‘Many people don’t realize the extent to which stories influence our behavior and even shape our culture. Think about how Bible stories teach the fundamentals of religion and rules of conduct. Think of the fables and parables that molded your values. Think of how stories about your national, cultural or family history have shaped your attitudes about yourself and others. Stories are particularly effective in influencing the way our children think and behave, because they like to hear and read them over and over again. This repetition, combined with your children’s imaginations and the inestimable power of your presence, makes stories one of the best ways to influence their thinking.’

Lawrence Shapiro (1998) How to Raise a Child With a High EQ: A Parents’ Guide to Emotional Intelligence. New York: HarperCollins, p. 90
Lawrence Shapiro

‘One lesson we can learn from pre-industrial peoples is the power of storytelling. I am struck by how important storytelling is among tribal peoples, it forms the basis of their educational systems. The Celtic peoples … insisted that only the poets could be teachers. Why? I think it is because knowledge that is not passed through the heart is dangerous; it may lack wisdom; it may be a power trip; it may squelch life out of the learners. What if our educational systems were to insist that teachers be poets and storytellers and artists? What transformations would follow?’

Matthew Fox (1994), philosopher of the ecotheological movement
Matthew Fox

‘There is a thinking in primordial images, in symbols which are older than the historical man, which are inborn in him from the earliest times, eternally living, outlasting all generations, still make up the groundwork of the human psyche. It is only possible to live the fullest life when we are in harmony with these symbols; wisdom is a return to them.’

Carl G. Jung (1933), in Modern Man in Search of a Soul
Carl G. Jung

‘I will tell you something about stories,’ he said. ‘They aren’t just entertainment. Don’t be fooled. They are all we have, you see. All we have to fight off illness and death. You don’t have anything if you don’t have stories.’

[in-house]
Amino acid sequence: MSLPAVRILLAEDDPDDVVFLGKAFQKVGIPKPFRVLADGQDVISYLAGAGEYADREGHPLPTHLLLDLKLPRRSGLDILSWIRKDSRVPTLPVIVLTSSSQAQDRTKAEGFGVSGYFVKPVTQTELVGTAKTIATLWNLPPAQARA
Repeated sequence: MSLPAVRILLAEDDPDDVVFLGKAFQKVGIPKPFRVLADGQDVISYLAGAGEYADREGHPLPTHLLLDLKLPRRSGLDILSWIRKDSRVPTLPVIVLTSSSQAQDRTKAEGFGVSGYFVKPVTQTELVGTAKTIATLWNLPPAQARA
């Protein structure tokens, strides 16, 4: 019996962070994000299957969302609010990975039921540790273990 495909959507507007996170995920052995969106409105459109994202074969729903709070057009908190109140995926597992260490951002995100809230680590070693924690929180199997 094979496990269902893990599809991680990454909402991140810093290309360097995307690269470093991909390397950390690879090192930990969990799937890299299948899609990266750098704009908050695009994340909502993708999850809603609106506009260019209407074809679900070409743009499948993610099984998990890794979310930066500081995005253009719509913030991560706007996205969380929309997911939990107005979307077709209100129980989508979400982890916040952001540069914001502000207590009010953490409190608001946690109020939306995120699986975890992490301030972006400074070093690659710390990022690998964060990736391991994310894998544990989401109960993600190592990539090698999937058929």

Leslie Marmon Silko (1977), Laguna Pueblo author. Ceremony. New York: Viking Press, p. 2
Leslie Marmon Silko

‘We can keep from a child all knowledge of earlier myths, but we cannot take from him the need for mythology.’

Carl G. Jung (1912), psychiatrist
Carl G. Jung

“The universe is made of stories, not of atoms.”

Muriel Rukeyser (1968), poet and feminist activist
Muriel Rukeyser

‘The destiny of the world is determined less by the battles that are lost and won than by the stories it loves and believes in. That is a hard saying for hardheaded men to accept, but it is true. Stories are told, grow old, and are remembered. Battles are fought, fade out, and are forgotten –unless they beget great stories.’

Harold Goddard (1960), in The Meaning of Shakespeare
Harold Goddard

‘Our species thinks in metaphors and learns through stories.’

Mary Catherine Bateson (1994), cultural anthropologist
Mary Catherine Bateson

‘I therefore claim to show, not how men think in myths, but how myths operate in men’s minds without their being aware of the fact.’

Claude Lévi-Strauss (1969), in The Raw and the Cooked
Claude Lévi-Strauss

‘The story was the bushman’s most sacred possession. These people knew what we do not; that without a story you have not got a nation, or culture, or civilisation. Without a story of your own, you haven’t got a life of your own.’

Laurens Van der Post (1958), in Lost World of the Kalahari
Laurens Van der Post